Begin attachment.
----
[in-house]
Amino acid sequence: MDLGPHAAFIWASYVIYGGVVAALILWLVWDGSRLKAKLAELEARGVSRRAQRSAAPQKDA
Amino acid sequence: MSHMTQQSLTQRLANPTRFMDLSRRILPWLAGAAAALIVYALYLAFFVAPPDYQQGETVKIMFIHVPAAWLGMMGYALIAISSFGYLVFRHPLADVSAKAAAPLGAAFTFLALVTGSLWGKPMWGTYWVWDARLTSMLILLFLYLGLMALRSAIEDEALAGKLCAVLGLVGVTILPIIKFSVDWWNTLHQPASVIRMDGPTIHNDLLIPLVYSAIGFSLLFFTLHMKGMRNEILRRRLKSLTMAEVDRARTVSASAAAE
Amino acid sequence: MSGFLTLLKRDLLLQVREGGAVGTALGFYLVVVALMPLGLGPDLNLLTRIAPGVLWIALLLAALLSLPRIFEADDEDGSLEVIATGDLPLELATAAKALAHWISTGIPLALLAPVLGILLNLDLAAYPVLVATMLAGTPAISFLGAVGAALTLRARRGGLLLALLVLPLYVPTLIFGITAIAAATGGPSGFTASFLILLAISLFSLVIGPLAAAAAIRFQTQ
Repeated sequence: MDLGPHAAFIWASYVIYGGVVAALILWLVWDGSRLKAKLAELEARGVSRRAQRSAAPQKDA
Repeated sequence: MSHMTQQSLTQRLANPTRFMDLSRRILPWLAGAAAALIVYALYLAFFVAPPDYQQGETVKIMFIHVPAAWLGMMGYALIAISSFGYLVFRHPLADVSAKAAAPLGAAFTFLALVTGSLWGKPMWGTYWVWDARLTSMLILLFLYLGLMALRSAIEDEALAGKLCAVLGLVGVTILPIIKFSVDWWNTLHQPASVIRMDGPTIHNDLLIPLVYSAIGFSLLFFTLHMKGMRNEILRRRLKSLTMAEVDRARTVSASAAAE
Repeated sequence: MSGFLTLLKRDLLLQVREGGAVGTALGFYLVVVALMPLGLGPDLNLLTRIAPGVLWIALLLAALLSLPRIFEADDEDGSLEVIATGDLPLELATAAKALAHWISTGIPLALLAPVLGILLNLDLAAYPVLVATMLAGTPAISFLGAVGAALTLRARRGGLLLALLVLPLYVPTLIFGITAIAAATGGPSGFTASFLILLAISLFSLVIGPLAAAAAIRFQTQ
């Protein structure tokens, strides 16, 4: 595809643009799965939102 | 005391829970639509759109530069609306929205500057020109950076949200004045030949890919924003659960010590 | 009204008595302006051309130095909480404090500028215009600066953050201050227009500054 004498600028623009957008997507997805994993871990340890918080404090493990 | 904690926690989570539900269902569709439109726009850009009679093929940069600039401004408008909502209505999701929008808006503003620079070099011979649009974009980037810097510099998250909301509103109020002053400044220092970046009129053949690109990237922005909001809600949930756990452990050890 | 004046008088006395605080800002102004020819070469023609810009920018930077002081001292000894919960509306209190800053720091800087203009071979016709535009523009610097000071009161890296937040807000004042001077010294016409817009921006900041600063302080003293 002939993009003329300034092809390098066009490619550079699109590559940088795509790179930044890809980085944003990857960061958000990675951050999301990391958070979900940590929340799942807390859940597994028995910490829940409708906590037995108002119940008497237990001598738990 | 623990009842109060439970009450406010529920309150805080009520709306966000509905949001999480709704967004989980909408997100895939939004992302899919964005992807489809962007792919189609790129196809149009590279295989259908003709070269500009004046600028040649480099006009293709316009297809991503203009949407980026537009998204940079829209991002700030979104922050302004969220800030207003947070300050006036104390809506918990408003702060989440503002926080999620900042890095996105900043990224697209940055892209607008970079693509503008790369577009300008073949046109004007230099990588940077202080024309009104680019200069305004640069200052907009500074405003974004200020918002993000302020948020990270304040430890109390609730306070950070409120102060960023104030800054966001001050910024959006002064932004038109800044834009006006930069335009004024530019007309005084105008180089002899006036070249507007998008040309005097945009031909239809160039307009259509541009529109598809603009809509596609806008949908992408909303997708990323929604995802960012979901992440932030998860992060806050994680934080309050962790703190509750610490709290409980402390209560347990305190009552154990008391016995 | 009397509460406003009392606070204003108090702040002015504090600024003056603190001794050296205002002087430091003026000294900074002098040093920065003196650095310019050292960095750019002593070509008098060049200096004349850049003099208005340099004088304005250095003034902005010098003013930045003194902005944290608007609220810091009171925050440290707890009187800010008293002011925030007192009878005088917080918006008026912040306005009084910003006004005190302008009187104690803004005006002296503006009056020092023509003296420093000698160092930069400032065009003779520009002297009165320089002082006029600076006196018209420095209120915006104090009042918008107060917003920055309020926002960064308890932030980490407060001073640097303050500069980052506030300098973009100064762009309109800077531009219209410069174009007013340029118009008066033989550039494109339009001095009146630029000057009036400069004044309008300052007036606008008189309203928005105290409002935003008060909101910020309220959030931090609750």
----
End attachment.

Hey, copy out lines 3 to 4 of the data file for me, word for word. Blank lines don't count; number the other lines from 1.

Amino acid sequence: MSHMTQQSLTQRLANPTRFMDLSRRILPWLAGAAAALIVYALYLAFFVAPPDYQQGETVKIMFIHVPAAWLGMMGYALIAISSFGYLVFRHPLADVSAKAAAPLGAAFTFLALVTGSLWGKPMWGTYWVWDARLTSMLILLFLYLGLMALRSAIEDEALAGKLCAVLGLVGVTILPIIKFSVDWWNTLHQPASVIRMDGPTIHNDLLIPLVYSAIGFSLLFFTLHMKGMRNEILRRRLKSLTMAEVDRARTVSASAAAE
Amino acid sequence: MSGFLTLLKRDLLLQVREGGAVGTALGFYLVVVALMPLGLGPDLNLLTRIAPGVLWIALLLAALLSLPRIFEADDEDGSLEVIATGDLPLELATAAKALAHWISTGIPLALLAPVLGILLNLDLAAYPVLVATMLAGTPAISFLGAVGAALTLRARRGGLLLALLVLPLYVPTLIFGITAIAAATGGPSGFTASFLILLAISLFSLVIGPLAAAAAIRFQTQ